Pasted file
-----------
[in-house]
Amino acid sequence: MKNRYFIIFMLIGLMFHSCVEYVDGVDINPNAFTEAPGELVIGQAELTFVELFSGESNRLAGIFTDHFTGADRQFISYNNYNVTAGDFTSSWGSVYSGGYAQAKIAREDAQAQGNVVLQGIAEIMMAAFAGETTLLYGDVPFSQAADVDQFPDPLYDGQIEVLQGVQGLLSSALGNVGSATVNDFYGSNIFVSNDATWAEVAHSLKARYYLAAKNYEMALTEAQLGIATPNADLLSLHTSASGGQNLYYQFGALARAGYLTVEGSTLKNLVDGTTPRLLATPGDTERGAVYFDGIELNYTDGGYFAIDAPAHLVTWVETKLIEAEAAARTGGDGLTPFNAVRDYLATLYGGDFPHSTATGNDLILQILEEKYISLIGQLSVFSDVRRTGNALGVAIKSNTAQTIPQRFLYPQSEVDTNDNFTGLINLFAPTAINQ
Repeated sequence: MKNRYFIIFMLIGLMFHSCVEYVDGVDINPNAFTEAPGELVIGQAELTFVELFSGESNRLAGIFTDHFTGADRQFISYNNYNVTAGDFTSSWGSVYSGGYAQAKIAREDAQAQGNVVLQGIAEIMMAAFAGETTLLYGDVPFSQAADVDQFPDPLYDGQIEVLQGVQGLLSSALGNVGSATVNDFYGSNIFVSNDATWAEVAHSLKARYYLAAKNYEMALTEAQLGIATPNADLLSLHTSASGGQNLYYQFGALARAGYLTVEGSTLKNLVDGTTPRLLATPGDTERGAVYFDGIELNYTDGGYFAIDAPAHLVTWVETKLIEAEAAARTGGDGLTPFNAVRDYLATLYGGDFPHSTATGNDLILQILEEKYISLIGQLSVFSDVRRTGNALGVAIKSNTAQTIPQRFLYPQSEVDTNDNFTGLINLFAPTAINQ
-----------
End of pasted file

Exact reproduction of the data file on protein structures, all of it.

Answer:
[in-house]
Amino acid sequence: MKNRYFIIFMLIGLMFHSCVEYVDGVDINPNAFTEAPGELVIGQAELTFVELFSGESNRLAGIFTDHFTGADRQFISYNNYNVTAGDFTSSWGSVYSGGYAQAKIAREDAQAQGNVVLQGIAEIMMAAFAGETTLLYGDVPFSQAADVDQFPDPLYDGQIEVLQGVQGLLSSALGNVGSATVNDFYGSNIFVSNDATWAEVAHSLKARYYLAAKNYEMALTEAQLGIATPNADLLSLHTSASGGQNLYYQFGALARAGYLTVEGSTLKNLVDGTTPRLLATPGDTERGAVYFDGIELNYTDGGYFAIDAPAHLVTWVETKLIEAEAAARTGGDGLTPFNAVRDYLATLYGGDFPHSTATGNDLILQILEEKYISLIGQLSVFSDVRRTGNALGVAIKSNTAQTIPQRFLYPQSEVDTNDNFTGLINLFAPTAINQ
Repeated sequence: MKNRYFIIFMLIGLMFHSCVEYVDGVDINPNAFTEAPGELVIGQAELTFVELFSGESNRLAGIFTDHFTGADRQFISYNNYNVTAGDFTSSWGSVYSGGYAQAKIAREDAQAQGNVVLQGIAEIMMAAFAGETTLLYGDVPFSQAADVDQFPDPLYDGQIEVLQGVQGLLSSALGNVGSATVNDFYGSNIFVSNDATWAEVAHSLKARYYLAAKNYEMALTEAQLGIATPNADLLSLHTSASGGQNLYYQFGALARAGYLTVEGSTLKNLVDGTTPRLLATPGDTERGAVYFDGIELNYTDGGYFAIDAPAHLVTWVETKLIEAEAAARTGGDGLTPFNAVRDYLATLYGGDFPHSTATGNDLILQILEEKYISLIGQLSVFSDVRRTGNALGVAIKSNTAQTIPQRFLYPQSEVDTNDNFTGLINLFAPTAINQ